July 8, 2019 at 2:46 pm #11667Gary AlbachCVRS Member
The set I received had a black tuning knob with a damaged silver centre and was missing the volume control knob. Luckily, I had a similar volume knob on one of my other Arvins, so I was able to use it to make a mold and cast a new knob.
I used Smooth-On OOMOO 30 Tin Cure Silicone Mold Rubber to make the mold. As shown in the first attachment, I placed the donor knob from the other radio upright in the bottom of a cut-off plastic pill bottle and covered it with the silicone mold rubber. The second attachment shows the mold and donor knob removed from the pill bottle and turned over. I removed the donor knob from the mold by making a slit in the side of the silicone as shown in the third attachment.
I cast the new knob using Alumilite White (‘Amazing Casting Resin’), coloured black with a couple drops of Testors black lacquer as shown in attachment #4. Craig Marston of the SPARC museum near Vancouver suggested that I cast the hole in the shaft of the knob using a drill bit covered with Teflon tape to keep it from sticking. This technique is shown in attachment #5. The drill bit makes a nice insert, but I discovered that simply spraying it with the same mold release that I use in the silicone mold (Alumilite UMR) is a bit easier than applying the Teflon tape.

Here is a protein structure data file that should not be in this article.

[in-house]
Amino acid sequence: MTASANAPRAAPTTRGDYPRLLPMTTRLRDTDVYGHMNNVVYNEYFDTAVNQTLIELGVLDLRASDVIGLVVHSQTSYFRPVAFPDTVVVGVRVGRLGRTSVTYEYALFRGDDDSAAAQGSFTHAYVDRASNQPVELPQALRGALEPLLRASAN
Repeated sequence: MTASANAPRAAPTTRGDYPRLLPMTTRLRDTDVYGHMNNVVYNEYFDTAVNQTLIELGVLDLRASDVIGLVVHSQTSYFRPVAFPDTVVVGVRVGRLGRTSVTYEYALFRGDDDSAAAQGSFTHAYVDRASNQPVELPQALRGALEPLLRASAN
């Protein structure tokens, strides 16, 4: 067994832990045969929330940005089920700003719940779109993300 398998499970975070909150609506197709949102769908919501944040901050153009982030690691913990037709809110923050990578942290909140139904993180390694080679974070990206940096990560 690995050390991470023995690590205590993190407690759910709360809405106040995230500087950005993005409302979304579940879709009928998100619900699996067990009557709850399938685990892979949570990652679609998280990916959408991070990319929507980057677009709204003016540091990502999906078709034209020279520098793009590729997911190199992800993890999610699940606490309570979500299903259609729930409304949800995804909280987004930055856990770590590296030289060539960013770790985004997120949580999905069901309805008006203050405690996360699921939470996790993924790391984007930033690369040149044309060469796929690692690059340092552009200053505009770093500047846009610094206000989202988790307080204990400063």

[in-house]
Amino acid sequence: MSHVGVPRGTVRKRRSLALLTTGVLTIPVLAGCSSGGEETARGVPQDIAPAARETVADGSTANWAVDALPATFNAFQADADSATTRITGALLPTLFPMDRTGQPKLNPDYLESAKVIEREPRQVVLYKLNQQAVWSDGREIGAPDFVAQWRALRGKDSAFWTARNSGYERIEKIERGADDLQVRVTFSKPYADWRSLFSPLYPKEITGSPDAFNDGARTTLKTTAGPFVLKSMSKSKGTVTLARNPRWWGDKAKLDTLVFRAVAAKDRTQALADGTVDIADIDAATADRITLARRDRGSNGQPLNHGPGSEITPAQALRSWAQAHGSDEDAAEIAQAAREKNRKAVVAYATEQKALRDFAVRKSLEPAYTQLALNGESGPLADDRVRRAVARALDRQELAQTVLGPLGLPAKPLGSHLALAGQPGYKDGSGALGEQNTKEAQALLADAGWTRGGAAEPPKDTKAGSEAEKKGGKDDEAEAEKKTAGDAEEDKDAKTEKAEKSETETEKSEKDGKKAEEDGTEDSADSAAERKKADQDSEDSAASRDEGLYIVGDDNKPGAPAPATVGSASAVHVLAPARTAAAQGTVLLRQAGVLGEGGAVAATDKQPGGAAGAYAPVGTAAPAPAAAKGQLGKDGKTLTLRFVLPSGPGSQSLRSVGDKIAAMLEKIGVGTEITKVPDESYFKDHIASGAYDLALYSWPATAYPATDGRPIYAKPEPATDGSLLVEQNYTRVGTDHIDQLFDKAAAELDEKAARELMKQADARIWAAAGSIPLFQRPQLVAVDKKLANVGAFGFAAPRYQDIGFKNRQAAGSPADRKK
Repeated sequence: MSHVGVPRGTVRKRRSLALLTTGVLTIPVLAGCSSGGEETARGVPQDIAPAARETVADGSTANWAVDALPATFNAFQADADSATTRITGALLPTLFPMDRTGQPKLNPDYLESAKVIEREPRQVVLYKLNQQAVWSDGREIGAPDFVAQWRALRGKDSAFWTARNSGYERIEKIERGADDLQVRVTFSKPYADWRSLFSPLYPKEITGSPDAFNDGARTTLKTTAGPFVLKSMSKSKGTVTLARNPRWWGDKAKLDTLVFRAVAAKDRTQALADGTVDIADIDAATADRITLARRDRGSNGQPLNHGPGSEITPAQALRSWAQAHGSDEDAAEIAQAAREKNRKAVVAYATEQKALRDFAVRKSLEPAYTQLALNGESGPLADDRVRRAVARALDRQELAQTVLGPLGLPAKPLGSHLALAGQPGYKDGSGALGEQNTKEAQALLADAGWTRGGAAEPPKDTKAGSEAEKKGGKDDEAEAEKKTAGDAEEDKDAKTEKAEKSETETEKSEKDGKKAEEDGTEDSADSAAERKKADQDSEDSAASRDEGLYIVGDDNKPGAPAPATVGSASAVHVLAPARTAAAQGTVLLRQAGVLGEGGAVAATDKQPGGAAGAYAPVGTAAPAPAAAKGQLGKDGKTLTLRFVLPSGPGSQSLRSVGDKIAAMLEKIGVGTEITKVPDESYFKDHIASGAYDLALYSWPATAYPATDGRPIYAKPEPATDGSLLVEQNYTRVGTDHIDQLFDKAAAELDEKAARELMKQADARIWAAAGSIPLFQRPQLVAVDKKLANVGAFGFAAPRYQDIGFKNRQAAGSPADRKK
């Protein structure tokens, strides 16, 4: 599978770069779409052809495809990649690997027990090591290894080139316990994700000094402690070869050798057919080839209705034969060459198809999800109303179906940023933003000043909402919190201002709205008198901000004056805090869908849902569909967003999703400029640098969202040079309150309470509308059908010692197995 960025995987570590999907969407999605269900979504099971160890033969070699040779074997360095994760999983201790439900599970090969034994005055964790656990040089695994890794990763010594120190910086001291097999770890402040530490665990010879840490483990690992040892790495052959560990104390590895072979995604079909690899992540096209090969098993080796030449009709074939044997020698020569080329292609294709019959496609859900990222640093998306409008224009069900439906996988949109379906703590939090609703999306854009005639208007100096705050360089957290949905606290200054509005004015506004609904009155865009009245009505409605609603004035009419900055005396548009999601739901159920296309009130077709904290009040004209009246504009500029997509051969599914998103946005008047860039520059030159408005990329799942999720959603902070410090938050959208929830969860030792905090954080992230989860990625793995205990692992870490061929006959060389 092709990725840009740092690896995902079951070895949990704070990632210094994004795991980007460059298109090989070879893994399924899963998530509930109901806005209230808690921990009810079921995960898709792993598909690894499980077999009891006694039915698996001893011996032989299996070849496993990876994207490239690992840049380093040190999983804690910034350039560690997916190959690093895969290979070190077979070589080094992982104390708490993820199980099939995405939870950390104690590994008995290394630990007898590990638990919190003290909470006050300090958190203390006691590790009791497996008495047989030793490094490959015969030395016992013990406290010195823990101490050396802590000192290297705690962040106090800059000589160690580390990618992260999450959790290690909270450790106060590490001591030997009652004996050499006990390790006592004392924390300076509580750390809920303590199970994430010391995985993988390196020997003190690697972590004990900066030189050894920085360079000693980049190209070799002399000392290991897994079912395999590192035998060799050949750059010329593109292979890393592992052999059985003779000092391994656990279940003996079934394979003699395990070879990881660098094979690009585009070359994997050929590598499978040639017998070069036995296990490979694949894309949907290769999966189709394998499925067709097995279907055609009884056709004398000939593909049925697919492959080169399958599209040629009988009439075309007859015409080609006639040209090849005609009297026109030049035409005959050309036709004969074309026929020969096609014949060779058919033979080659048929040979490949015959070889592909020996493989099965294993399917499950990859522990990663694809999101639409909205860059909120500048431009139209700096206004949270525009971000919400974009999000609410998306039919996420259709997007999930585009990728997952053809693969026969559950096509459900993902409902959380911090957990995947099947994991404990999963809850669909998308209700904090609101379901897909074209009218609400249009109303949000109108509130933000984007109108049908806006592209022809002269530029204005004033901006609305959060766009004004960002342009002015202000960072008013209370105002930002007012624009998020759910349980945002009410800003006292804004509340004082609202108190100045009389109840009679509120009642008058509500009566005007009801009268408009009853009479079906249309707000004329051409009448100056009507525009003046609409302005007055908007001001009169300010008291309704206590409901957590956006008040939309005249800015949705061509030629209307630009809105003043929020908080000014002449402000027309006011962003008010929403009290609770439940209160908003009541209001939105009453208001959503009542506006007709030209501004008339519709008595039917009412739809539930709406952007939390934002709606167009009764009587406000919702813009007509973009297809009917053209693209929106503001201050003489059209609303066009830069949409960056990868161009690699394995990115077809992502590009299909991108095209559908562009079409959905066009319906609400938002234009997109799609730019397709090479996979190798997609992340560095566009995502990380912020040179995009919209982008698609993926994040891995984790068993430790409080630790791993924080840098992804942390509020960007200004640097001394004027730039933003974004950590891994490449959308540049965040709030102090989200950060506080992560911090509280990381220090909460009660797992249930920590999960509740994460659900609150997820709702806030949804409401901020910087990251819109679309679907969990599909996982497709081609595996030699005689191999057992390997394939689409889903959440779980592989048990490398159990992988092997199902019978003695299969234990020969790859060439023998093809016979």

After the casting resin partially hardened, I removed the knob from the mold and pushed it onto the splined shaft of an old potentiometer to cut the internal splines in the knob. (attachment #6)
I repainted the silver numbers and name on the tuning knob and gave it a light spray of gloss lacquer. The volume knob didn’t need the lacquer as the casing resin was already shiny with the black colouring.
The knobs on a Model 542T have domed silver centre sections (‘knob brights’). To make these I first machined round disks of the appropriate diameter from flat, shiny steel hole plugs as shown in attachment #7. To form these flat disks into domes, I machined a domed contour onto the end of a short length of one-inch diameter brass bar stock and used this in a vise to press the steel disks into a piece of soft wood. It worked beautifully, and a final bright is shown in attachment #8.
The brights were attached to the centre of the knobs with ‘household cement’, the inexpensive stuff from a dollar store that still has acetone and MEK in it. Attachment #9 shows the finished knobs.
So that’s it. Attachment #10 shows the final working radio with the original grill cloth and new/reconditioned knobs installed. A very satisfying project!
Attachments:July 8, 2019 at 3:03 pm #11677Gary AlbachCVRS Member
Forgot that the site can only take 9 pictures at once. Here’s the last one of the finished radio.
Attachments:July 10, 2019 at 6:54 am #11698Dan WalkerCVRS Member
That must have take a while to get it all done .
You did a very good job , and I like the finished knob.
Dan in CalgaryJuly 10, 2019 at 10:46 am #11700Gary AlbachKeymaster
Thanks, Dan. Yes, these little table radios are a lot of work that isn’t always apparent. Like remodeling a bathroom – just as much or more work as in every other room, but in a smaller space where everything shows!
Another little Arvin followed me home from a garage sale last weekend, so I’m glad I have the mold to make a missing knob for it as well.
Wish I had your skill in restoring those beautiful wooden cabinets.
- You must be logged in to reply to this topic.